# The History¶

This module implements the history mechanism of libmunin.

class munin.history.History(maxlen=100, time_threshold_sec=1200, max_group_size=5)[source]

A History implements a mechanism to store groups of songs together that were listened in a certain order.

Songs can be feeded to the history. Songs that were feeded at the same time get into the same group, after some time threshold has passed, a new group is opened. A group may only have a certain size, if the size is exceeded a new group is opened.

The whole history can be set to store only a certain amount of groups. If new groups are added, the oldest ones are removed.

Instance a new History object with these settings:

Parameters: maxlen – Max. number of groups that may be fed to the history. time_threshold_sec – Time after which a new group is opened, even if the current group is not yet full. max_group_size – Max. size of a single group.
clear()[source]

Clear the history fully.

Will be as freshly instantiated afterwards.

count_keys()[source]

Count the key distribution of the songs in the history

Not all songs have all keys set. This can be helpful to find often missing data.

Returns: A collections.Counter object with each attribute and their count.
count_listens()[source]

Count the listens of the songs in the history

Returns: A collections.Counter object with each song and their count.
feed(song)[source]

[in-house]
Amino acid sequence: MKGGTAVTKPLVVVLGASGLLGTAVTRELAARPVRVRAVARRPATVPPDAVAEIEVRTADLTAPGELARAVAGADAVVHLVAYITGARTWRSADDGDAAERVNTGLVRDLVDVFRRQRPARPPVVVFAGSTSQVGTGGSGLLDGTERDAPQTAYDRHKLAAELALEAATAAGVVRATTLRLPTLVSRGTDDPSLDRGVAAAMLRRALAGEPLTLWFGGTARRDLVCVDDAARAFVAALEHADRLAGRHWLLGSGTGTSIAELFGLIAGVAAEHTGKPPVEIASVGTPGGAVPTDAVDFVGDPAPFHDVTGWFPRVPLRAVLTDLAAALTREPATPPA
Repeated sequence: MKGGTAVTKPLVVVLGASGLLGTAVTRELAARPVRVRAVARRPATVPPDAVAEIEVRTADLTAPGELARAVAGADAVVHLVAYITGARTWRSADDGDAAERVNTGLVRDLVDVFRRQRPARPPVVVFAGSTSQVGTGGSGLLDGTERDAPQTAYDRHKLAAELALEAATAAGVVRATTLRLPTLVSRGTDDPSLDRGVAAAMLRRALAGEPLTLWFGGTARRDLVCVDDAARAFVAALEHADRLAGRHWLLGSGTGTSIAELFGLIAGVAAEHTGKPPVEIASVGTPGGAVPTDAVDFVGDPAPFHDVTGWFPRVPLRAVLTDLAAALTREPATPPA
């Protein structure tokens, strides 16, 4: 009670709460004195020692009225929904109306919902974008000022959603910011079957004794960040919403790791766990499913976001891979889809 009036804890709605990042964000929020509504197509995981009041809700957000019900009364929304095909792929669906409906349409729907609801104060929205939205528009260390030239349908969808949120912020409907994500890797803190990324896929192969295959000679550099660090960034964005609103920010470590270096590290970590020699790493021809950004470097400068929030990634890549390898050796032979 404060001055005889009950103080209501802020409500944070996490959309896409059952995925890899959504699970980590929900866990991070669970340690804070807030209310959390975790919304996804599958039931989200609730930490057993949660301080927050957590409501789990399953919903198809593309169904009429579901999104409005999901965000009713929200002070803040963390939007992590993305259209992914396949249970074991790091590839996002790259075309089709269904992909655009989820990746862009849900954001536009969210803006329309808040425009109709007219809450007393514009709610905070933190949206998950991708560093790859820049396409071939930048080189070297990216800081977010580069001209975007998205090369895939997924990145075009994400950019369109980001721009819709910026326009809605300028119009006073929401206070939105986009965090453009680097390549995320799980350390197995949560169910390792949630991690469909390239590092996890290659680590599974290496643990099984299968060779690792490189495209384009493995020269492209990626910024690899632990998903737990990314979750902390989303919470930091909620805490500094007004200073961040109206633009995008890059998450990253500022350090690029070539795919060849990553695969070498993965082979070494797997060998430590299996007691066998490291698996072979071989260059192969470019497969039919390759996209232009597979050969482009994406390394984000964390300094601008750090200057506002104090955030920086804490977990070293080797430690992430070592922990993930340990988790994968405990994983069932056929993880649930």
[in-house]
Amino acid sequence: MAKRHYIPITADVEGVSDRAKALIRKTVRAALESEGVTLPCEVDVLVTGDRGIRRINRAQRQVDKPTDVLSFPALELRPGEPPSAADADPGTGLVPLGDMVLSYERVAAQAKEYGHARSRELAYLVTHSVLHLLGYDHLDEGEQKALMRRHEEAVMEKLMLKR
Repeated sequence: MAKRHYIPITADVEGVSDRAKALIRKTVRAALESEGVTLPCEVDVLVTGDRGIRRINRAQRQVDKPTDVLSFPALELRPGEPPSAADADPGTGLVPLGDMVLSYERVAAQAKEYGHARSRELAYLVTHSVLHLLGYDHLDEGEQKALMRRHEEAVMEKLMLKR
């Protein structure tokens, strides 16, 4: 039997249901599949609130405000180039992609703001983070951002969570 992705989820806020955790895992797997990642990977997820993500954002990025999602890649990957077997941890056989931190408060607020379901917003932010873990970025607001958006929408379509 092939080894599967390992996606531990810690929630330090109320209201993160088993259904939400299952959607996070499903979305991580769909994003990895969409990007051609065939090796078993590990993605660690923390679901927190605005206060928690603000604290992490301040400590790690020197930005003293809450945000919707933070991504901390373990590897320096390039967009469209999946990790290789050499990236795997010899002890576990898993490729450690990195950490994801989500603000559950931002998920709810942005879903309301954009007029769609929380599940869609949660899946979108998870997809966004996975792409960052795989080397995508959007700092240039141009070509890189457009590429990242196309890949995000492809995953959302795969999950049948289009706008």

Feed a single song to the History.

Parameters: song (A munin.song.Song) – The song to add to the listen history. True if a new group was started.
groups()[source]

Return an iterator to iterate over all groups in the History.

Returns: an iterator that yields a list of iteralbes with songs in it.
last_time()[source]

Gives the last inserted timestamp, or if empty, the current time

class munin.history.ListenHistory(maxlen=10000, max_group_size=5, time_threshold_sec=1200)[source]

A History that holds all recently listened Songs.

Sane defaults are chosen for History.__init__

find_rules(itemsets=None, min_support=2, **kwargs)[source]

Find frequent itemsets and try to find association rules in them.

Parameters: itemsets – A itemset-mapping, as returned by frequent_itemsets(). If None, the current history will be mined.

This function takes the same finetuning parameters as :funcassociation_rules.

Returns: An iterable of rules, each rule being a tuple. [(left, right, support, confidence, kulc, ir), ...]
frequent_itemsets(min_support=2)[source]

Mine frequent item sets (FIM) using the RELIM algorithm.

Parameters: min_support – Minimum count of occurences an itemset must have to be returned. A mapping of itemsets to their supportcount. dict(set=int)
class munin.history.RecommendationHistory(penalty_map={'album': 5, 'artist': 3}, **kwargs)[source]

bad shall be defined as follows: If a recommendation with e.g. the same artist is repeated, even though, the previous recommendation was from this artist it’s called bad. The same applies for the album or even for the genre.

In this case we might consider to give a penalty to those, so that the same artist only might be recommended within the range of, say, 3 recommendations, and the same album might only be recommended in the range of 5 recommendations.

The RecommendationHistory can do this for any attribute you might think of.

Note

This takes the same keyword arguments as History, but maxlen will be silenty ignored.

Parameters: penalty_map – A mapping from attribute s to a penalty count i.e. the number of recommendations to wait before allowing it again.
allowed(recommendation)[source]